The last few days have seen much speculation about Labour’s position on the financing of higher education.
We will set out our plans in due course but Ed Miliband has articulated a clear direction of travel on this: a core goal must be to bring down the levels of debt cancellation that are making the current system unsustainable.
That’s what we’ve taken from the revelations of the last two weeks - revelations that have driven a coach and horses through the government’s higher education policies and raised concerns for students, taxpayers and vice-chancellors alike.
First was the response to a Parliamentary question I tabled on student loan repayments.
It now emerges that the government expects the write-off of student loans to rise so high that the new system of £9,000 tuition fees is nearing the point at which it will cost the taxpayer more than the one it replaced.
A surge of speculation followed that student fees might have to rise higher still. In the Commons, the deputy prime minister Nick Clegg said that there was no case for such a rise, but in the TV studio David Willetts was telling a different story.
After an interview with the universities minister, Cathy Newman of Channel 4 News reported: “As David Willetts was leaving the studio, I suggested it sounded like another tuition fees rise was on the way. ‘Could be’ was his response.”
In the Commons, Mr Clegg argued that the amount students would pay back each month was less than under the old system. He did not mention that, according to research conducted by the House of Commons Library, the average student today won’t pay their loans back for years, meaning they’ll by approaching 50 before they are free from the debt burden. In stark contrast, it was estimated that for students starting after 2006-07 the average Student Loan would take 11 years to repay for men and 16 years for women.
Last week a fresh batch of answers arrived to my parliamentary questions on the scale of taxpayer support now received by private providers. The sheer size of the subsidy surprised everyone. Nearly £1 billion of publicly-funded loans and maintenance grants are now flowing through students to private providers.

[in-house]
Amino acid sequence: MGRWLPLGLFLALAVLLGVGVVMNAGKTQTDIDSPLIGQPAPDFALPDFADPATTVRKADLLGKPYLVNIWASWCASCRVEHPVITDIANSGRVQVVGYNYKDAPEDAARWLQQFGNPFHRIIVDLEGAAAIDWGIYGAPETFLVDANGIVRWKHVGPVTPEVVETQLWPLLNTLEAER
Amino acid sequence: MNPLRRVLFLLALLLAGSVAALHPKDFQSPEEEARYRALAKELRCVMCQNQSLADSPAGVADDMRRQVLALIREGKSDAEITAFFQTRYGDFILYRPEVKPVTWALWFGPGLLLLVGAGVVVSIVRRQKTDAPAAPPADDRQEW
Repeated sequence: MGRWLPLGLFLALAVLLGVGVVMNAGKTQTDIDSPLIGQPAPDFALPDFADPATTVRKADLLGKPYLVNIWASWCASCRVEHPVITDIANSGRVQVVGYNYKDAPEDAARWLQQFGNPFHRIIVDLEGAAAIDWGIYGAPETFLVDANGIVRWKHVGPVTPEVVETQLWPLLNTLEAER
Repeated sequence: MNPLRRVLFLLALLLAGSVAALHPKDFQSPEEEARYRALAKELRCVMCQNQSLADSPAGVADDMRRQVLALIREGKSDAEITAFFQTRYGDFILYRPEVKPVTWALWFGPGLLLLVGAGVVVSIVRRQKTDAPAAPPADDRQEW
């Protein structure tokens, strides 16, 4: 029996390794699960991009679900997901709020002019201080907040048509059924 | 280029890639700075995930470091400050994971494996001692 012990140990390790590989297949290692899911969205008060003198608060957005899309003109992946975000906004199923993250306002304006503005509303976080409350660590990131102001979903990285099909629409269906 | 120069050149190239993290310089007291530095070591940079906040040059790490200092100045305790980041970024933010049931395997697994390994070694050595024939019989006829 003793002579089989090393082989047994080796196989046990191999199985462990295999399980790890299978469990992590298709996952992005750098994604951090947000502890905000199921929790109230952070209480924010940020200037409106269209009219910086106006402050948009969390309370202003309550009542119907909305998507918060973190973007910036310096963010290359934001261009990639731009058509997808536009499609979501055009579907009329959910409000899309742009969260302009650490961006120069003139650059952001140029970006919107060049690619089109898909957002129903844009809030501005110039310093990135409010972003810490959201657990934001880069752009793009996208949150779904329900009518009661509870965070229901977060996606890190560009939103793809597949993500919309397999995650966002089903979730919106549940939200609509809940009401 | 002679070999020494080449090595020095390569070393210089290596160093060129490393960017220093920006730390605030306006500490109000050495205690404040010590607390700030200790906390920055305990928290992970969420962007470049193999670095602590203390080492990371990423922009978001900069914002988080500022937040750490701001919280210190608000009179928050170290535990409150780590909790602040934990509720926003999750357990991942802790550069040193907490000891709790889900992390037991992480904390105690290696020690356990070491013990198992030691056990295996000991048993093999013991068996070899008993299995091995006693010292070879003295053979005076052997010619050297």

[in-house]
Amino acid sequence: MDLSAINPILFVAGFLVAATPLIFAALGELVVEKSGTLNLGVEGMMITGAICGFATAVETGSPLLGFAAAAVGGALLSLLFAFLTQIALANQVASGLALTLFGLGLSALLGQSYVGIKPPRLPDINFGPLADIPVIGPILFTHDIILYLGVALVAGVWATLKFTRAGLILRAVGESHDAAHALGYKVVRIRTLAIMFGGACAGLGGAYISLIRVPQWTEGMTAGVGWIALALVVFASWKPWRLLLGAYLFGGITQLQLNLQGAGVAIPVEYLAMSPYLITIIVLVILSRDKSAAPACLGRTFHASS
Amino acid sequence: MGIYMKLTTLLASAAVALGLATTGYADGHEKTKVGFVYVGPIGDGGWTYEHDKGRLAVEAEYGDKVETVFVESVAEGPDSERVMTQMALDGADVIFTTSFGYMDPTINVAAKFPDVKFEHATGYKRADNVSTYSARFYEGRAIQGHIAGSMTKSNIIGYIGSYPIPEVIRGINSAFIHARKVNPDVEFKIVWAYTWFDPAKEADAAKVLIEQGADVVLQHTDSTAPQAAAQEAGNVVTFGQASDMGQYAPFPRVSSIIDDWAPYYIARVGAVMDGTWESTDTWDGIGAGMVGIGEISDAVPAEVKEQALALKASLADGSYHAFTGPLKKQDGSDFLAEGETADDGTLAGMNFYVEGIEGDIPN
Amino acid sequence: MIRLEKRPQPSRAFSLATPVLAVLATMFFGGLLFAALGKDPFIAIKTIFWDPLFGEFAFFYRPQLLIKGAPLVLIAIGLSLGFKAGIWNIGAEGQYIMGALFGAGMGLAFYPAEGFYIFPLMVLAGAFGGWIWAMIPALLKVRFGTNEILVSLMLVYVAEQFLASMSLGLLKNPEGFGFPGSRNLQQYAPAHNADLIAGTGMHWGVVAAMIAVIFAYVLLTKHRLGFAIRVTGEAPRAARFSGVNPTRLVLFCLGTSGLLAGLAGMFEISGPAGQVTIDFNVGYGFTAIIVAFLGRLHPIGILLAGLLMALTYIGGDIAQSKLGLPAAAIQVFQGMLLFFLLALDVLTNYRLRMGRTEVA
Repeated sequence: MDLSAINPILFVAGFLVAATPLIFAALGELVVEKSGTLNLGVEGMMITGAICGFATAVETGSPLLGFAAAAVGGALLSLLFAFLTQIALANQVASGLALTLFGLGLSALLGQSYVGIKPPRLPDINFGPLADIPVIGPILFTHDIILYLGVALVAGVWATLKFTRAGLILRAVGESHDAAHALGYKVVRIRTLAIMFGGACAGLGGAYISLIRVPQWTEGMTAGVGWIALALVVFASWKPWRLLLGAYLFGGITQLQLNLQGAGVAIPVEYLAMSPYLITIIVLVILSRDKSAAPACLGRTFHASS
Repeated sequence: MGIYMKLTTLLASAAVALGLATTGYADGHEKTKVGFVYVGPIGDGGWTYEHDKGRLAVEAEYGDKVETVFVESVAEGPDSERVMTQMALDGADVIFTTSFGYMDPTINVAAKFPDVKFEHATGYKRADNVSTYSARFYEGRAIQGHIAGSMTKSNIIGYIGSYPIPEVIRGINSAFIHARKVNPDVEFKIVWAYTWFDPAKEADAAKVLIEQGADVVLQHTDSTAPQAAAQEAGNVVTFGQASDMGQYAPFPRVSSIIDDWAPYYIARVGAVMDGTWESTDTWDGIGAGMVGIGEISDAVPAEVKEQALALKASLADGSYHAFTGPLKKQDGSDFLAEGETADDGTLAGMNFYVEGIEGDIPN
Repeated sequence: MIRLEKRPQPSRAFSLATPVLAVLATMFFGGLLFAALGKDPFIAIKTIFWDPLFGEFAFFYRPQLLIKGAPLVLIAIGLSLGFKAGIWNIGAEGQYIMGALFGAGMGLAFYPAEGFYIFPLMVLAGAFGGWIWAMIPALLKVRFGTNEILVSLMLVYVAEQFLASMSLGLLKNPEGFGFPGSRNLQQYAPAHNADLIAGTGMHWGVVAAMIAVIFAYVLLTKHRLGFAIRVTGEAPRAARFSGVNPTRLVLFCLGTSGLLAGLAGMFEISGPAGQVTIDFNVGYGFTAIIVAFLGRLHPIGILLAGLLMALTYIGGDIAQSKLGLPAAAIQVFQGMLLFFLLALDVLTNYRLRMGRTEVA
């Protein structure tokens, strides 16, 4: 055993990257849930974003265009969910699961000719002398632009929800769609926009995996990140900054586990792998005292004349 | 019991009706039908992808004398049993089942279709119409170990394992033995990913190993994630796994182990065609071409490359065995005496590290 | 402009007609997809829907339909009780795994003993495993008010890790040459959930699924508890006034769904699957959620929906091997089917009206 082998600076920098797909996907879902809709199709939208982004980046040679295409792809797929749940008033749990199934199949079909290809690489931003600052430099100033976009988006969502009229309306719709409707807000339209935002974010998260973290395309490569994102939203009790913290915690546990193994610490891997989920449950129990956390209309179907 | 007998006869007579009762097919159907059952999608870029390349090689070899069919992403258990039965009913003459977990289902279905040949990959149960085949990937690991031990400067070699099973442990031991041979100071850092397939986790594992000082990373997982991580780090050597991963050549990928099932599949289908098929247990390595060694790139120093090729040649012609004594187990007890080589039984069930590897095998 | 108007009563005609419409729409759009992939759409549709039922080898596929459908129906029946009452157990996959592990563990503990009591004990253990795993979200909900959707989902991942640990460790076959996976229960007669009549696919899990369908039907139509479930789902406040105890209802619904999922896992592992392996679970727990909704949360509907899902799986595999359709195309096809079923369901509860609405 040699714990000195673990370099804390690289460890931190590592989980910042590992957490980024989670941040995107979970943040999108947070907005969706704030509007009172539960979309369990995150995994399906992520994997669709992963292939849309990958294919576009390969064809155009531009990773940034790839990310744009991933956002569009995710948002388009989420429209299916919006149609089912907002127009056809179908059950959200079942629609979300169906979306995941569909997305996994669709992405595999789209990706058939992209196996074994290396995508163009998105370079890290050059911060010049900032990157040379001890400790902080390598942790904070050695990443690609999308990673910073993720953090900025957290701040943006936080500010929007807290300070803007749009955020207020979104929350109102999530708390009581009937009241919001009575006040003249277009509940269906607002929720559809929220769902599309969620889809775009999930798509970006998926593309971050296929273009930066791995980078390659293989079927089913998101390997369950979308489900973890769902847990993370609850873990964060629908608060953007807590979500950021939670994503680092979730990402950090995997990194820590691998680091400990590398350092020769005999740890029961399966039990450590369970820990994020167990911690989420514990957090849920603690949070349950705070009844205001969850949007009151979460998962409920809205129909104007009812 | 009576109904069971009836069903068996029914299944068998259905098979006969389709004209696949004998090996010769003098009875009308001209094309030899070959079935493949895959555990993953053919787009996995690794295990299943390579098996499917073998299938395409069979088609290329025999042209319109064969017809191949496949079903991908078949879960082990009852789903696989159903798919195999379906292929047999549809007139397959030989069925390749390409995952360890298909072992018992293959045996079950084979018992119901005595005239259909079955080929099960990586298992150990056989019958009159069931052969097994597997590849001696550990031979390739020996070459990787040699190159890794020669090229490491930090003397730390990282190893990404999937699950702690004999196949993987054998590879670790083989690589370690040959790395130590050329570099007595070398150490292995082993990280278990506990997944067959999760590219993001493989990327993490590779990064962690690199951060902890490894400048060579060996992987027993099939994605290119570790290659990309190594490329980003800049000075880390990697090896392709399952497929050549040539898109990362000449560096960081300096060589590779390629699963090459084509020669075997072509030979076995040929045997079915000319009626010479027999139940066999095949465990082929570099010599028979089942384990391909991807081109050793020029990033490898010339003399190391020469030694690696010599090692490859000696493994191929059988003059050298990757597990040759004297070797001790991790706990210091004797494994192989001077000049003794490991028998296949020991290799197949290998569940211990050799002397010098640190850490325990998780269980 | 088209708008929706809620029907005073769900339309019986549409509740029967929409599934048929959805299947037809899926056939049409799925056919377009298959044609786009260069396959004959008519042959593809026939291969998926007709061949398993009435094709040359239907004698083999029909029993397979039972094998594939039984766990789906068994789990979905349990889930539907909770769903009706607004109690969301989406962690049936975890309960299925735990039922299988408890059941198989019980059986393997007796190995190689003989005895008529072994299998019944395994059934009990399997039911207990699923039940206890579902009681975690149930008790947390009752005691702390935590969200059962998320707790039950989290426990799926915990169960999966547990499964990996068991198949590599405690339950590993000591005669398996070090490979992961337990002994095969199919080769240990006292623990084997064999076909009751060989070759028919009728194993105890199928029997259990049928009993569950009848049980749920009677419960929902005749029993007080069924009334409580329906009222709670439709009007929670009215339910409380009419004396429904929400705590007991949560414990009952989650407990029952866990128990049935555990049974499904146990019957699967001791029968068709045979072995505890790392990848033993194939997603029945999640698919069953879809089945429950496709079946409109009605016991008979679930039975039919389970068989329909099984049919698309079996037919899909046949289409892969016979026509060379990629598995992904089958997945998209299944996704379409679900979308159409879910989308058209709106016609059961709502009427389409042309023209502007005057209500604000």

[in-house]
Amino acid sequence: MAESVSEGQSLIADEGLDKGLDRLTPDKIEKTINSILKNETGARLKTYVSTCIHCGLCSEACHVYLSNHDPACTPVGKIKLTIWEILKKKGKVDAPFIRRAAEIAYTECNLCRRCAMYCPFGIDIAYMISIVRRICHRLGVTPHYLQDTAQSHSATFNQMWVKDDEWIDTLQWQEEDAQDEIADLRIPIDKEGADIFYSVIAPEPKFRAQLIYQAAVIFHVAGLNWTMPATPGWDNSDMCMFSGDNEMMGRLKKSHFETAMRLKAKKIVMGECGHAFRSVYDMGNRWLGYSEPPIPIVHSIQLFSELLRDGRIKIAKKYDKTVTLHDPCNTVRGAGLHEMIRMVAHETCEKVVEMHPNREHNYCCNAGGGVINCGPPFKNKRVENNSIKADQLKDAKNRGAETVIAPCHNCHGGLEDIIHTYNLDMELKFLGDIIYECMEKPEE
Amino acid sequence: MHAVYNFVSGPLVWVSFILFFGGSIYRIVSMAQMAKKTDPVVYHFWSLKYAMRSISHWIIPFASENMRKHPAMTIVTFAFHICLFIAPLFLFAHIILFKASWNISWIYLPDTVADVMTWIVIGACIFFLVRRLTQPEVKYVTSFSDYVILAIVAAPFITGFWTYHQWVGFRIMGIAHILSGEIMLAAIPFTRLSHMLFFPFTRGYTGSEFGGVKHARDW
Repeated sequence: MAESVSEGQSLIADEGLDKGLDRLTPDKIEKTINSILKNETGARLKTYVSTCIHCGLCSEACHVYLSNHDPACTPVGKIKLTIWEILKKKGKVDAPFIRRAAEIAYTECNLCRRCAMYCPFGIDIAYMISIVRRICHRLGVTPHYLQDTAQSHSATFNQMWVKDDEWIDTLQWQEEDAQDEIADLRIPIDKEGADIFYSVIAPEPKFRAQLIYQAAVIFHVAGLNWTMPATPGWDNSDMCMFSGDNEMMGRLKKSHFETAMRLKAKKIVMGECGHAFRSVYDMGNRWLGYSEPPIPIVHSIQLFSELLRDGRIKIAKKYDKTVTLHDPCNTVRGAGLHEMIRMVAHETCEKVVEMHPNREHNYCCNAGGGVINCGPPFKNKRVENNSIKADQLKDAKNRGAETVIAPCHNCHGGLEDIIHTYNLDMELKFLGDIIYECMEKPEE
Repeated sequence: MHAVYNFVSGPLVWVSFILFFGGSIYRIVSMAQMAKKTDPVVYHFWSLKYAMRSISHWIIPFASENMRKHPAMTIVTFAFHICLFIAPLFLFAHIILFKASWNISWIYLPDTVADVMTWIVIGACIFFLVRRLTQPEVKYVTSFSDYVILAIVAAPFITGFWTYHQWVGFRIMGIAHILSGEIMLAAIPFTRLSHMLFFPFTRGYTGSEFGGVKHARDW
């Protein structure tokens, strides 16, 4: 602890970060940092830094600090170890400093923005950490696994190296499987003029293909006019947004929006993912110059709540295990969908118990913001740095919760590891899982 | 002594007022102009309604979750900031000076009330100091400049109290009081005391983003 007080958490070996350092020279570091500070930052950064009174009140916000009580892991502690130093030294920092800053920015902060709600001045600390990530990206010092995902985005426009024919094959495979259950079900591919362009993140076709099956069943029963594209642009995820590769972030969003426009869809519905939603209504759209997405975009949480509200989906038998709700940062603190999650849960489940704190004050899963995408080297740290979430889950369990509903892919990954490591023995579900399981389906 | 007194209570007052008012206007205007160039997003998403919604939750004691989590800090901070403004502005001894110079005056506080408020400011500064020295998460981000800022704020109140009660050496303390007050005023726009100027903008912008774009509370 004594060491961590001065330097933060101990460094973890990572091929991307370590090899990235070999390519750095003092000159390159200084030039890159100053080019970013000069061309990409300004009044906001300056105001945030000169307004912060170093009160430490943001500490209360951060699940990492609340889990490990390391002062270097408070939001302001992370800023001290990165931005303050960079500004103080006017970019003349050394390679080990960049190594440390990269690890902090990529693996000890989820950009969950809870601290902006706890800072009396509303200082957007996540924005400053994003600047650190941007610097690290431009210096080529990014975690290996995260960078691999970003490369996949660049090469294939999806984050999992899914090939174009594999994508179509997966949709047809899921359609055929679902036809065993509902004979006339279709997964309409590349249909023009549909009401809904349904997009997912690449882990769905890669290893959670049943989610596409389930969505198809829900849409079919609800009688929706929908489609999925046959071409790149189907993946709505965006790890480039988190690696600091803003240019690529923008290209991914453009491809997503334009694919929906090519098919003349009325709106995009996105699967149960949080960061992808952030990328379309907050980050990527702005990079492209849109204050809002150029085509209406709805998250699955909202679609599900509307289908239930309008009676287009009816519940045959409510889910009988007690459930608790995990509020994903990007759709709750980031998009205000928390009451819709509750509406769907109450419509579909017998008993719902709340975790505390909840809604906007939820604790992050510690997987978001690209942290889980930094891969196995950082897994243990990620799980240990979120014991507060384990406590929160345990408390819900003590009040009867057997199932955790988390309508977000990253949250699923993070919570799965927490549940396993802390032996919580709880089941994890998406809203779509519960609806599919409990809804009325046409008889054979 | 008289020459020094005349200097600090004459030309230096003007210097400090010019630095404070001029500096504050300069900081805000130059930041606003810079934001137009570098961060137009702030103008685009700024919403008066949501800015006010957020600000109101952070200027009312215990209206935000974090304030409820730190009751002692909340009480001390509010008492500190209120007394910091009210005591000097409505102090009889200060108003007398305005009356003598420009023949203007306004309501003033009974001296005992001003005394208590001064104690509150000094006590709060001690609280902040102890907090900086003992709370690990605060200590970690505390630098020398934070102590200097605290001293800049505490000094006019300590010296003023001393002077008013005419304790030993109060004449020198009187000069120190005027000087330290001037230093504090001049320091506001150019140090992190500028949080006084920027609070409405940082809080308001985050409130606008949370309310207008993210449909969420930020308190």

However, what really surprised me was the fact that that the government has no idea about the level of profit these private providers are now making.
In another parliamentary answer, Mr Willetts said: “The Department [for Business, Innovation and Skills] has not made an assessment of the level of profits made by for-profit alternative providers with courses of higher education that are designated for student support”.
Even worse, it turns out that the government doesn’t even check whether a college is profitable or charitable before it agrees loan support.
A further answer saw Mr Willetts admit: “In assessing students’ eligibility for student loans, [BIS] does not distinguish between those alternative learning providers that operate on a commercial for-profit basis, and those that do not. The information requested is not available.”
Just to round it off, he underlined: “The department has no plans to regulate the profitability of alternative providers with courses of higher education designated for student support.”
You heard it: no plans. None.
Together these revelations have profound implications for the future. Not so long ago, many in the university sector told me that removing the cap on student numbers into the next Parliament was a vote winner for the Tories. But now it’s clear that what is proposed is a system that combines the worst aspects of a free-for-all and a money pit.
It may not be a fashionable view, but I believe public universities do a brilliant job. The system of higher education that emerged in the 1960s, with a national admissions system and a national grant regime ensured that today we enjoy world-class university system.
It’s diverse, it’s competitive in a way that encourages innovation in research and teaching, it recognises the public benefit of higher education, and it delivers high standards. It’s also highly efficient. We should be very proud of it.
What is not clear to me, however, is how it is good for public universities to maintain a system where half of the new money earmarked for expansion is locked up in an a third-party account to provide for loan write-offs, and where there is zero control of how much is creamed-off in profit by a hungry private sector. I look forward to hearing the arguments in favour.
With this is mind, it’s very welcome that Universities UK is grasping the nettle and seeking to maximise cross-party consensus on a new way forward. I very much look forward to joining those talks and, to help kick-start the conversation, I plan to set out the principles which I think should guide us. These will be principles deeply rooted in our history and academic traditions, but more importantly they’ll give us a sense of the future in a world turning East - a world where technology is moving faster than ever, and where we in Britain need new answers to help us, collectively, to earn our way to a better standard of living.
It won’t be Robbins Revisited. It will be Robbins Rebooted.
Let the debate commence.